Cloud computing has revolutionized the way many of us do business. From accessing emails on the go to having the latest software update at our fingertips, functioning in the cloud has become the norm for much of what we do. Airlines too are benefitting from cloud-based software; in fact, it’s helping them to launch routes much faster than ever before. Here’s how.
In other industries, cloud computing is becoming the norm. Having software based off-site which is seamlessly updated to the latest version makes it quicker and easier for businesses to stay on top of developments, without having to re-purchase every iteration of the program. It also drives down the costly maintenance of in house servers and systems, and is noted to improve security too.
Although aviation is a bit late to the party, the use of cloud-based systems makes sense on many levels for both airlines and airports. Simple Flying caught up with Stephan Hirmer, Head of Passenger Systems at Amadeus, a specialist travel technology company, to find out how cloud computing is helping airlines launch routes faster than ever before.
Understanding common use
Before we can get to grips with how cloud computing benefits airlines, it’s important to understand a bit about what common use is in aviation. Passengers will be familiar with the typical set up at an airport: a check in desk with a computer, a printer, perhaps some scanners. Each airline that uses that airport has to integrate its own Departure Control System (DCS) in order to print the correct boarding passes, luggage tags and other peripherals.
Before cloud computing, to get this integration airlines would have to set up a physical connection to the airport. Stephen Hirmer explained,
“In the old days, airlines needed to bring in a network line from their data center in to each of the airports they are flying to. This was a big cost factor, as network lines are expensive. On the other hand, if you want to roll out a new route, either temporarily or permanently, it would take two, three, sometimes four months … to install and establish that network link.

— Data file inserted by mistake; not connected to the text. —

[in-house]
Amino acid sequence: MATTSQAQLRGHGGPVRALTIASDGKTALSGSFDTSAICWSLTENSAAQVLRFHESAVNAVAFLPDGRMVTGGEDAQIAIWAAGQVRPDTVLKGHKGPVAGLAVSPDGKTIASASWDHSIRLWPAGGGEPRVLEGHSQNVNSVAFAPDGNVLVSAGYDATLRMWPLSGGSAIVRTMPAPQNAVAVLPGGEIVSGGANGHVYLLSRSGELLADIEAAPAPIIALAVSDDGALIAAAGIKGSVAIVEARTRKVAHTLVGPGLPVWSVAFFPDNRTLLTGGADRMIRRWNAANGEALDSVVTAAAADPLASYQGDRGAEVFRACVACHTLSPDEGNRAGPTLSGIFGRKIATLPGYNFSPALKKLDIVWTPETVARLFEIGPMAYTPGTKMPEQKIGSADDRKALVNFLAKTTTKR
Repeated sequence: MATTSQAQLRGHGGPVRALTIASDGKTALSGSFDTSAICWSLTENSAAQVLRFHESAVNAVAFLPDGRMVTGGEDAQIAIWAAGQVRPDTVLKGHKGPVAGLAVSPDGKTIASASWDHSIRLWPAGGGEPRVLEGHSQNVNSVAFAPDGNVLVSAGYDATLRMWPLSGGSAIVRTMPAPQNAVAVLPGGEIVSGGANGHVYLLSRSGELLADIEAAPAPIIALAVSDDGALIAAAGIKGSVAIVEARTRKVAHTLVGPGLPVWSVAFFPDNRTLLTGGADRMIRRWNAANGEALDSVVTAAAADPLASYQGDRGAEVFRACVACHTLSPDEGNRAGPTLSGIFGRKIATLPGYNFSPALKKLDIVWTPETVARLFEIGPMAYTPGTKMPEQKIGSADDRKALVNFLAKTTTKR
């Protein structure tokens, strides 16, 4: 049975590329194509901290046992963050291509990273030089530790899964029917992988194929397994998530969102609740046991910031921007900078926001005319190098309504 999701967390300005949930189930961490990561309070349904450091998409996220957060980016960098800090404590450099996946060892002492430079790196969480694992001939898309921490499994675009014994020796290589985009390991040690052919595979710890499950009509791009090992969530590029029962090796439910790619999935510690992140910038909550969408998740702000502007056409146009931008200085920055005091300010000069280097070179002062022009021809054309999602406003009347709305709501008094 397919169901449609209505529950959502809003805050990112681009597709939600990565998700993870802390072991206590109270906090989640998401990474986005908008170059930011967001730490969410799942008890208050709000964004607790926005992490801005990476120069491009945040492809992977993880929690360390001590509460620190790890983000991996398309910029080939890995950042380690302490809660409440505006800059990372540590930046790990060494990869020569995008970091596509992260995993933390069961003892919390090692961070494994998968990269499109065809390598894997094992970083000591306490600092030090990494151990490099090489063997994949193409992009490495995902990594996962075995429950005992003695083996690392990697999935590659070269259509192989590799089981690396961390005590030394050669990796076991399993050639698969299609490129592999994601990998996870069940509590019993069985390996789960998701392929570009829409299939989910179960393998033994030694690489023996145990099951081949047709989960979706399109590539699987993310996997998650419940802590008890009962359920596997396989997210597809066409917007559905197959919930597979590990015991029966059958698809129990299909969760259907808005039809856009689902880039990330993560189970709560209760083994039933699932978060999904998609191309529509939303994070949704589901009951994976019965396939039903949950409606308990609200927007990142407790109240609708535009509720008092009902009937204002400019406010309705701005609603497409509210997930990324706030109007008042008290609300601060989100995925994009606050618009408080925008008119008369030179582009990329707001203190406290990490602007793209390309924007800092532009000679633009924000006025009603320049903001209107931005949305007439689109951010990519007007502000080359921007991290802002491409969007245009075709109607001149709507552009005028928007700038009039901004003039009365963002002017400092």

“It was very inflexible.”
Although airlines still tend to allow several weeks, sometimes months, for planned route expansions, such a lead in time is not always beneficial. In the case of an airline collapse, it can be advantageous for airlines and passengers alike if a new carrier can step in quickly and provide service. We’ve seen this in practice in the case of Adria Airways, where Lufthansa Group airlines rapidly arrived to maintain connections in the absence of the local carrier.
How has cloud computing changed things?
Amadeus provides a cloud-based solution to rapid deployment on routes through its Amadeus Airport Common Use Service (ACUS). ACUS allows airports to connect with multiple airline DCSs through a single device, without the need for additional physical lines to be installed. Hirmer explained how it works, saying,
“Now with the cloud solution, the airport or anyone can access our common use system or ACUS through an open internet connection. There’s no need to bring a network line there.
“This means that, in the case of short term events such as big football matches or whatever, you have a lot of passengers travelling for a limited period of time to a specific destination, airlines can set-up the routes quickly and then close shop as quickly afterwards if they don’t need the airport anymore.
“This is highly appreciated by the airline as it gives them the ability to access these sorts of events very quickly.”
Driving down carbon footprints too
The speed of deployment and the flexibility that cloud-based integration affords are not the only benefits of this technology. By removing the physical servers from the airport, there’s a huge carbon savings to be had too. Hirmer told us,
“Because its run in the cloud you can reduce significantly the computing power you need in the airport. You don’t need any servers anymore in the airport and then on the other side, you can use what is called a Thin Client, a very scaled down computing device, much less expensive than a traditional PC.
“This also uses much less energy than a traditional PC. With our technology, the airports can significantly reduce their footprint, because there is not that much electricity needed to power up all these devices because they are very scaled down.”
ACUS isn’t exactly new. It has been around since 2014 and is in use at several airports all over the world, supporting the operations of more than 140 airlines. So, next time you see an airline launching a route at the drop of a hat, you can be sure that it’s the cloud that’s enabling them to do that.